(Now I’m reminded of a short story that Belinkie wrote many years ago, a story titled “Red Pants, Blue Pants”, which was the first and only previous time I’ve been led to contemplate the free will of video game characters. I don’t remember whether Belinkie referenced the Konami code though…)


  8. Matthew Belinkie OTI Staff #

    @Rob – Wowzers. It has been a LONG time since I’ve thought about Red Pants/Blue Pants.


  9. cushman #

    I’m in the midst of my second playthrough of Mass Effect 2, and I’m struck by how well the game provides the illusion that every decision made will have far-reaching implications and opportunities for greater branching of the plot and subplots. The good/evil (or paragon/renegade) mechanic, paying off plot points and decisions made in the first installment, and the seemingly open-world structure all provide granularity to your “good” or “bad” ending — and even a “bad” ending is embraced as a possible outcome to be carried over to the final chapter in the trilogy.

    Everyone I’ve discussed ME2 with has had a very different experience with the game, and that speaks to how well-crafted it and other good open-world/sandbox games are. Every game is a series of segments, even the sandboxy ones, where the meaty missions are suspended in a malleable goo where you’re given the illusion of being able to go where you want and do as you please (within the rules and conceits of the game). When you think about it, even though Super Mario Bros. lacks these interstitial playgrounds, there are still hundreds of ways to play the game. You could jump in one place until time runs out, and that’s a complete game of Mario. What excites me most is that video games are beginning to let us dance with a game or fight with it. To finally embrace all of the ways of playing.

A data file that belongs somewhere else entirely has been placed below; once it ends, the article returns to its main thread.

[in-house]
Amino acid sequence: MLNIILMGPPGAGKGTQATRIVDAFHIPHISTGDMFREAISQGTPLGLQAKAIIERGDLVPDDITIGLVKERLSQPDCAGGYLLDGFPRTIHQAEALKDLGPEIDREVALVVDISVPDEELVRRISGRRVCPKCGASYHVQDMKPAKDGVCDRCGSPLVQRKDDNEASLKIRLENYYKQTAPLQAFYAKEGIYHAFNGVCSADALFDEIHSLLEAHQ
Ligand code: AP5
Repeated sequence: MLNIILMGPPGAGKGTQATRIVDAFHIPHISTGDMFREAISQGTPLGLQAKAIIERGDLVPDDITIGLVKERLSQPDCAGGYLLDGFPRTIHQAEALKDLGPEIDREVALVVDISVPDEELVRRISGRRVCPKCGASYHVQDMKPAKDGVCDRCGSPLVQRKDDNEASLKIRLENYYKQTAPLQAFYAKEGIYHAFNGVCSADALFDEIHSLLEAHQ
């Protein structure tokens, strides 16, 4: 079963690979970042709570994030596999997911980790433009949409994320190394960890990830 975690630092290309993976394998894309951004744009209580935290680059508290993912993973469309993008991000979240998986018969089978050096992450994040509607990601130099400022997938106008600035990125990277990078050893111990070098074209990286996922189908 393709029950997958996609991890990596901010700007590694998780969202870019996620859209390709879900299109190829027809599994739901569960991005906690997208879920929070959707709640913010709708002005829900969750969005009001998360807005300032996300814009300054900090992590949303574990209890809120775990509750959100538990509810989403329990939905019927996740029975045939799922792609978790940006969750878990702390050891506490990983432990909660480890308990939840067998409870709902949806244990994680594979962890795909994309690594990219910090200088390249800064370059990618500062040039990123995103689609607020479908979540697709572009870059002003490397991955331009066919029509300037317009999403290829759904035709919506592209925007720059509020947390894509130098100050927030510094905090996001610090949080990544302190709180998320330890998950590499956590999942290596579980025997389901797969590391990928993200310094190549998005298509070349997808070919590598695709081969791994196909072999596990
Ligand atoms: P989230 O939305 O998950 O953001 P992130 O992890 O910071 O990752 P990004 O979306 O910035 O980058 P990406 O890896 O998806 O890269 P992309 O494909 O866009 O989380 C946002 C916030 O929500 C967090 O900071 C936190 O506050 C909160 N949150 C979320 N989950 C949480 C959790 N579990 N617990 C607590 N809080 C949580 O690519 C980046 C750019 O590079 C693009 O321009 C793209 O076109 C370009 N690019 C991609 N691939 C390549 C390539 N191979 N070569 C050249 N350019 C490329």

apologies for being semi off topic – great read, perich.


  10. Heather #

    I heart Perich more than I heart Mario!


  11. Tom #

    This is a little OT, but:

    When people talk about video games as “art,” I think the paradigm most people think of is a painting, or a novel. You enter into the author’s world, explore its confines, and reach the end. But what if the proper metaphor is in fact a piece of written music? There is a “Beethoven’s 9th Symphony,” for example, but there is not authoritative performance of it. In order to experience the piece as it was meant to be experienced, you need to make choices about the performance of it, either directly (as part of an orchestra) or indirectly (by choosing to listen to a particular performance and/or recording).

    Video games, then, can be the same way: the skeleton is there, but you – as player/performer – choose how to interpret the work. Do you play through it in a manic weekend? An hour at a time? Do you explore the side quests? Do you choose “good” vs. “evil” actions in those games that let you? The experience is still bounded by the programming of the game (or the score, in written music), but you choose how you experience it.

    Maybe the phrase to “play” a video game now has more meaning than it did when it was first used?


  12. aion database #